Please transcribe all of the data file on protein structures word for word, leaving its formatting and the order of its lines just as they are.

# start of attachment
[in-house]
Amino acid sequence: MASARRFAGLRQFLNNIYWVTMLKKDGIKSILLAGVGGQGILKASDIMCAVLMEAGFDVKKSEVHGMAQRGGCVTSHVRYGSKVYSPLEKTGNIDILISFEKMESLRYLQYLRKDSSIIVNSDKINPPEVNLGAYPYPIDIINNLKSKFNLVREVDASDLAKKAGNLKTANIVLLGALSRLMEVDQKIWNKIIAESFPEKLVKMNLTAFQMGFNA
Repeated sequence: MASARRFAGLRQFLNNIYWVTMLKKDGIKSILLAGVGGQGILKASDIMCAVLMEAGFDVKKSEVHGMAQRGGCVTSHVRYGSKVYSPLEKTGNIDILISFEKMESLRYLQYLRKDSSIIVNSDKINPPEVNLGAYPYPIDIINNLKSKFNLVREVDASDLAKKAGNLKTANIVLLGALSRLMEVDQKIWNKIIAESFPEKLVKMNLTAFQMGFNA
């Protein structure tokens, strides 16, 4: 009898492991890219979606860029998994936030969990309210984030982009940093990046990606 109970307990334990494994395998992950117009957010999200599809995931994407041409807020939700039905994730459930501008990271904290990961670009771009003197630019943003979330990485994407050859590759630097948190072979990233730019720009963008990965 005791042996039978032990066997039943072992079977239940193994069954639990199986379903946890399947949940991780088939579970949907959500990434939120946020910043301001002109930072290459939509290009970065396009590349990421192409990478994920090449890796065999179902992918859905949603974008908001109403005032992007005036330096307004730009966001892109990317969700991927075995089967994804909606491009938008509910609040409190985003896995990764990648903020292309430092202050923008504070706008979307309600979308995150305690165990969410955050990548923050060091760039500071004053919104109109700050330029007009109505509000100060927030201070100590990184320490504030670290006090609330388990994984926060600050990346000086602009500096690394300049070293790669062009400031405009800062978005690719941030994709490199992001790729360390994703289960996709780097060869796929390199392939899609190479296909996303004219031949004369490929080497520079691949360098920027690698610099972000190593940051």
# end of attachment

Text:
[in-house]
Amino acid sequence: MASARRFAGLRQFLNNIYWVTMLKKDGIKSILLAGVGGQGILKASDIMCAVLMEAGFDVKKSEVHGMAQRGGCVTSHVRYGSKVYSPLEKTGNIDILISFEKMESLRYLQYLRKDSSIIVNSDKINPPEVNLGAYPYPIDIINNLKSKFNLVREVDASDLAKKAGNLKTANIVLLGALSRLMEVDQKIWNKIIAESFPEKLVKMNLTAFQMGFNA
Repeated sequence: MASARRFAGLRQFLNNIYWVTMLKKDGIKSILLAGVGGQGILKASDIMCAVLMEAGFDVKKSEVHGMAQRGGCVTSHVRYGSKVYSPLEKTGNIDILISFEKMESLRYLQYLRKDSSIIVNSDKINPPEVNLGAYPYPIDIINNLKSKFNLVREVDASDLAKKAGNLKTANIVLLGALSRLMEVDQKIWNKIIAESFPEKLVKMNLTAFQMGFNA
């Protein structure tokens, strides 16, 4: 009898492991890219979606860029998994936030969990309210984030982009940093990046990606 109970307990334990494994395998992950117009957010999200599809995931994407041409807020939700039905994730459930501008990271904290990961670009771009003197630019943003979330990485994407050859590759630097948190072979990233730019720009963008990965 005791042996039978032990066997039943072992079977239940193994069954639990199986379903946890399947949940991780088939579970949907959500990434939120946020910043301001002109930072290459939509290009970065396009590349990421192409990478994920090449890796065999179902992918859905949603974008908001109403005032992007005036330096307004730009966001892109990317969700991927075995089967994804909606491009938008509910609040409190985003896995990764990648903020292309430092202050923008504070706008979307309600979308995150305690165990969410955050990548923050060091760039500071004053919104109109700050330029007009109505509000100060927030201070100590990184320490504030670290006090609330388990994984926060600050990346000086602009500096690394300049070293790669062009400031405009800062978005690719941030994709490199992001790729360390994703289960996709780097060869796929390199392939899609190479296909996303004219031949004369490929080497520079691949360098920027690698610099972000190593940051």